Husband-Wife Seattle Police Officers Fired For Being At Capitol Riot

After an investigation concluded that two Seattle police officers stood by the U.S. Capitol as rioters invaded the building on Jan. 6, the two lost their jobs Friday.

The officers, Alexander Everett and Caitlin Everett, were two of six officers from the department under investigation after attending the pro-Trump rally that proceeded to the deadly storming of the Capitol building. The married couple joins a growing number of off-duty police officers facing repercussions for attending the riot. At least 20 current or former members of law enforcement were charged relating to the Capitol mob, with officers in Texas and Virginia dismissed over the riot.

Announcing his decision to fire the Everetts, interim police chief Adrian Diaz said in a statement that evidence shows the officers standing next to the Capitol within barriers established by the Capitol Police during the violent siege to disrupt certification President Biden’s election. The Everetts told investigators they were 30 to 50 yards away and did not witness the assault.

“It is beyond absurd to suggest that they did not know they were in an area where they should not be, amidst what was already a violent, criminal riot,” Diaz said.

“These two officers were present at an attack on the U.S. Capitol, which was also an attack on our profession and on every officer across the country,” he added.

Five people died as a result of the riot, including Capitol Police Officer Brian D. Sicknick, who authorities said suffered two strokes the day following the attack. Four other officers who were there died by suicides, and families for two of those officers linked the deaths to the riot.

The Everetts could not be reached for comment.

Mike Solan, president of the Seattle Police union that represents officers, said he has not received a request from the officers to appeal the chief’s decision.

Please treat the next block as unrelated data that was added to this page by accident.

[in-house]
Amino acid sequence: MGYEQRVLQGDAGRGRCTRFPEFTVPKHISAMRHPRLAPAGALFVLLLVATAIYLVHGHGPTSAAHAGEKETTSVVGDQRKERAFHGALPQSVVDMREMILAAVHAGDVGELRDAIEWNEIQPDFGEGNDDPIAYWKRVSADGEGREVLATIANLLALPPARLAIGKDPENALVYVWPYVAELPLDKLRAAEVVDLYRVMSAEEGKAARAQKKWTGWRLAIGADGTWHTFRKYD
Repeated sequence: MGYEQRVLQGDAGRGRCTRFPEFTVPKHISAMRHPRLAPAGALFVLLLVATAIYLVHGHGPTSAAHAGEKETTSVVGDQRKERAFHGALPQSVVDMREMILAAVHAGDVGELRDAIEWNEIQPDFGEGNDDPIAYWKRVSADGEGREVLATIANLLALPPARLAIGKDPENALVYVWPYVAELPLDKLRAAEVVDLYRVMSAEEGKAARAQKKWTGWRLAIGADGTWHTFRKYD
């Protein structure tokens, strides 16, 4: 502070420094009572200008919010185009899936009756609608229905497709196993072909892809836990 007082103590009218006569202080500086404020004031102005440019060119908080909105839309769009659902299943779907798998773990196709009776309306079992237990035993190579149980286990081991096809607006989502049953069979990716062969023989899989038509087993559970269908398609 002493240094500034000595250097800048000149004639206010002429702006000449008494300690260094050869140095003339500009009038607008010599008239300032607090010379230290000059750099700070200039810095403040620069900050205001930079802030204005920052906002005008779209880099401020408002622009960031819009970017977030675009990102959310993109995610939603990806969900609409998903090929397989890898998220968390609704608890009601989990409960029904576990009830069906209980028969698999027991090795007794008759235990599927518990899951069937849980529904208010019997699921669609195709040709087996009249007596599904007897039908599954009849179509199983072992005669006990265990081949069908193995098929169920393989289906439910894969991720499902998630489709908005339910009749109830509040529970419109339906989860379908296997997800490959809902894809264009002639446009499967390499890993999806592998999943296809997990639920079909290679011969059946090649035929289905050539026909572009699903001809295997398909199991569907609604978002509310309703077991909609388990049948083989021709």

Solan disputed the chief’s claim that the evidence available indicates the officers participated in the riot, saying the case against them has “glaring holes,” including the full FBI video of the officers at the Capitol. He said the officers were not charged criminally for trespassing.

“This case has been heavily politicized since, honestly, January 6, post that tragic event in our nation’s history,” Solan said.

Diaz said “the participation of these two officers in that crowd is a stain on our department” and extended his apologies to the officers who defended the Capitol.

“As Chief, I have ensured full accountability for anyone found to have lied or other behavior that violates community trust or lessens our ability to work with our community,” he said.

Diaz’s decision follows the recommendation of the Office of Police Accountability, a civilian-run oversight board, after a six-month investigation released last month. The board found the Everetts violated professional standards. Three other officers who attended the Trump rally were cleared of allegations of unprofessional conduct, and the investigation into another officer was inconclusive. Four of the officers’ names have not been released by the department.

The Everetts, previously unnamed by the department until Friday, told investigators that they had not seen any signs of disturbance and didn’t realize that they were standing in a restricted area by the Capitol until they later read a news article about the riot.

But the board said those claims were “simply not credible” given signs on gates staffed by uniformed officers. A video still showed them in “direct view of rioters lining the steps and climbing the walls,” according to the investigative report.

“Their conduct is made even more egregious by the events that were going on around them,” investigators wrote. “While they smiled and looked at the Capitol Building, as captured by the video stills, rioters defiled the seat of American democracy and assaulted numerous fellow officers.”


More from The Latest News.